What is it?
Chalk rivers are a particularly lovely type of lowland river characterised by clear water and a diverse flora. All have been modified in some way, usually for milling, fishing, irrigation or watercress beds, but despite weirs, impoundments and abstraction, the best chalk rivers still support a fine aquatic flora and a diversity of invertebrates and fish: England’s chalk rivers and streams are world famous for trout and salmon fishing, and the river corridor can often support a rich fen vegetation. Water-crowfoot plants can be found in rivers running over sandstones and harder rocks in other parts of the country including the uplands.
Why is it like this?
Chalk rivers emerge from the chalk aquifer, so the very pure water is rich in minerals and remains at a fairly constant temperature year-round. This lets diverse aquatic plants grow, including various species of water-crowfoot and water star-wort. The plant diversity and good water quality supports many invertebrate and fish species.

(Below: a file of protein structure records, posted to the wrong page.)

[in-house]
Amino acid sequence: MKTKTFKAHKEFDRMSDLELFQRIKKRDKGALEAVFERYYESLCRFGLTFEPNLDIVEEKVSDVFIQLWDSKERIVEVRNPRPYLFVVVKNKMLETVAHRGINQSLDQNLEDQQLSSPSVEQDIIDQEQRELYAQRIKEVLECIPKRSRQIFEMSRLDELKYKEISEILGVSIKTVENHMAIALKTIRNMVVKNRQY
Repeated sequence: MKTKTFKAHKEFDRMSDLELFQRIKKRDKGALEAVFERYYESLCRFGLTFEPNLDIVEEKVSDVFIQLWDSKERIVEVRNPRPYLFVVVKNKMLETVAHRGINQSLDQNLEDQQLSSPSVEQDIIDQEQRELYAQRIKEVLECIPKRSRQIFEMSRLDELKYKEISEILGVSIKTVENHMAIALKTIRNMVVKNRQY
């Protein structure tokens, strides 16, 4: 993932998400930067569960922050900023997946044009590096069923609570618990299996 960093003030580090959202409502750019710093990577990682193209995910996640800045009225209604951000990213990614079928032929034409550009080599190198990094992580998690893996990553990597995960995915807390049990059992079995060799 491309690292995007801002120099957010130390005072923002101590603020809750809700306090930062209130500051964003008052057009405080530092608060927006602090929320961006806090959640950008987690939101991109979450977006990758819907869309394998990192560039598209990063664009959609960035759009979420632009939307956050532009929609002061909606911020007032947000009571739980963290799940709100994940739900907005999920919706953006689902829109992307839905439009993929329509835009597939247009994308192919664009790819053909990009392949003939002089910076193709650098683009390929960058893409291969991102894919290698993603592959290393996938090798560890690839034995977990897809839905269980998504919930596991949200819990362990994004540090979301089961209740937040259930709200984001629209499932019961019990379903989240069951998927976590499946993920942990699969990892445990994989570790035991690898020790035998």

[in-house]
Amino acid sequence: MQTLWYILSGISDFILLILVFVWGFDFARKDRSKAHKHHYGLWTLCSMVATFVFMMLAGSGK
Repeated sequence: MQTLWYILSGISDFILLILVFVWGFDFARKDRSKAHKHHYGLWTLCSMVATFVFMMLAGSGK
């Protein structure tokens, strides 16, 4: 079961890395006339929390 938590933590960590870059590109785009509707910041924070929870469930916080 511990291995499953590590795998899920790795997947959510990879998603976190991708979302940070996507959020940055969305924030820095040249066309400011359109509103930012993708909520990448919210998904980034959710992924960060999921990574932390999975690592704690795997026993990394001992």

Bullhead, brook lamprey and Atlantic salmon breed in clean gravels, and some chalk rivers provide a refuge for the white-clawed crayfish, which is seriously threatened by the introduction of non-native species of crayfish and the diseases they harbour. Some headwaters include winterbournes, streams that naturally run dry by late summer when low rainfall has not recharged the aquifers.
Distribution in the UK
Only 200 chalk rivers are known globally, 85% of which are found in the UK in southern and eastern England. Classic examples include the rivers Itchen and Avon in Wessex and the river Wensum in Norfolk.
What to look for
In early summer look out for clouds of mayflies, which emerge synchronously to lay eggs, having lived for most of their life underwater as nymphs. Look out also for a range of dragonflies. Bullhead can sometimes be seen under stones (be sure to replace any moved stones). Along the course of winterbournes, look for pond water-crowfoot, with stream water-crowfoot in the middle section and river water-crowfoot in the lower reaches.
Despite their unique characteristics, chalk rivers have fared badly and many are in poor condition. Some chalk rivers run dry in the summer when too much groundwater is drawn (over-abstraction), while largely arable catchments have particular problems with nutrient enrichment. In some places, intensive fisheries management has resulted in regular weed cutting, stocking with reared fish and bank stabilisation. However, river restoration projects focusing on chalk rivers are underway, and also include restoring adjacent habitats like floodplain grazing marsh.